Lynda Benglis: Recent Sculptures
The Sunley Gallery presents three recent sculptures by Lynda Benglis, an artist featured in the upstairs exhibition 'Beyond Form: Lines of Abstraction 1950–1970'.
Born in 1941 in Louisiana, Lynda Benglis challenged the status quo of painting and sculpture and transcended the boundaries of a predominantly male-dominated art world. Benglis is celebrated for her innovative use of materials such as beeswax, resin, and polyurethane foam. Her pioneering techniques, including the pigmented latex pours akin to Abstract Expressionist paintings, brought her international recognition in the late 1960s.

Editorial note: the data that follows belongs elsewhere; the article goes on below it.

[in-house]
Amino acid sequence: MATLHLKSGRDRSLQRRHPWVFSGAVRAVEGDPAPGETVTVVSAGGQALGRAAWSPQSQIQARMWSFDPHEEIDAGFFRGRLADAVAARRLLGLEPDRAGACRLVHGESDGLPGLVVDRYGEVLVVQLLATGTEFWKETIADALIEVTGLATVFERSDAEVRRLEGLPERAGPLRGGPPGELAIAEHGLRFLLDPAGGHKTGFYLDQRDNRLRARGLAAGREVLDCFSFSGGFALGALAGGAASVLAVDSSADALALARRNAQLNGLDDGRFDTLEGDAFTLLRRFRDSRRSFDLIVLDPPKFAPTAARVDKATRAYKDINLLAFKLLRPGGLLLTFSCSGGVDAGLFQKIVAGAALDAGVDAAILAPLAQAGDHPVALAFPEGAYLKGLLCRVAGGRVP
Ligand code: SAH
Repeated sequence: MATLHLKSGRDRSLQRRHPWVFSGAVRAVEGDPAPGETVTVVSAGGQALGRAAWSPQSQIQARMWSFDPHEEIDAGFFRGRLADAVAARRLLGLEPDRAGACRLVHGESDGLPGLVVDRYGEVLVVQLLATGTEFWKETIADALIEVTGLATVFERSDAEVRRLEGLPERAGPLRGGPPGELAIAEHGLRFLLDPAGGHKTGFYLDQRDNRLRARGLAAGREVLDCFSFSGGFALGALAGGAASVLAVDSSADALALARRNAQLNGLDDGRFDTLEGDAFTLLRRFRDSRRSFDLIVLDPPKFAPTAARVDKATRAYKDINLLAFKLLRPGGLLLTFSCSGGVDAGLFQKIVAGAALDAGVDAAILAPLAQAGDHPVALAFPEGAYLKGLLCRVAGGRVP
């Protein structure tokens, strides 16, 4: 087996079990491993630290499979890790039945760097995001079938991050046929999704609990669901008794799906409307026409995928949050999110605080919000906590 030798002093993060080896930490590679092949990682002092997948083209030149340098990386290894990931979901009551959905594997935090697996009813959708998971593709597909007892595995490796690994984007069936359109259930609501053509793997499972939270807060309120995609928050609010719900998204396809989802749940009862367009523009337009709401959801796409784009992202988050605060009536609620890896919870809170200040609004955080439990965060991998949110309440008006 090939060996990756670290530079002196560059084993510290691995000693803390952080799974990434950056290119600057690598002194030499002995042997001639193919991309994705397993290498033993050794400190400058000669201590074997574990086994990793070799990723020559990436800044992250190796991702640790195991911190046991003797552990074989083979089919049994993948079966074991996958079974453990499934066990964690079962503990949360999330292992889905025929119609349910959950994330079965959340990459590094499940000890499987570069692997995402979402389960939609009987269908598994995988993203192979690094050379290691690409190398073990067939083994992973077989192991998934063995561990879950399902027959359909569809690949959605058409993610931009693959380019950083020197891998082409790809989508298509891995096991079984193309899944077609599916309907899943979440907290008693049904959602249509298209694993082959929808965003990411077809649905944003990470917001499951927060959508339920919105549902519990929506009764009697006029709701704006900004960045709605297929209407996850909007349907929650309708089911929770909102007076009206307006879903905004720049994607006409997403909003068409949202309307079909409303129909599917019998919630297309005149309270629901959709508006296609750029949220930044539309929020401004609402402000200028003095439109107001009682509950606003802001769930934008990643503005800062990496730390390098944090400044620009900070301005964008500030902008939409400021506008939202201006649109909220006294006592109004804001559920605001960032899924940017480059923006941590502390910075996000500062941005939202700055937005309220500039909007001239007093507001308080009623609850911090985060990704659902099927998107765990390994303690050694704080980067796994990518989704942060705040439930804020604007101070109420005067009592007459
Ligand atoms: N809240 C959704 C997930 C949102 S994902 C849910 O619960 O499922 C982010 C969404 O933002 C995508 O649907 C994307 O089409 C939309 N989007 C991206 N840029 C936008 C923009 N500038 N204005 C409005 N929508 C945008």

Lynda Benglis’ recent polished bronze sculptures, arise from her deep investigation into knotted forms. They evolved from clay models to their digitally transformed bronze counterparts, allowing the works to retain the intimate touch of the artist’s hand. The reflective surfaces evoke the fluidity of liquid forms, interacting with both light and space. The sculptures cement Benglis’ reputation as one of the most influential artists working today.
“Everything is a knot, you know, like a growing plant is a knot, a body is a knot, every embryo is a knot. And I began to think, what is form? It’s a growth. It’s a continuation. It’s an expansion. It’s a butterfly. It’s a cocoon. It expands and it flies away. It flies out, you know, but it also contains energy.”
Oral history interview with Lynda Benglis, 2009 November 20, Archives of American Art, Smithsonian Institution.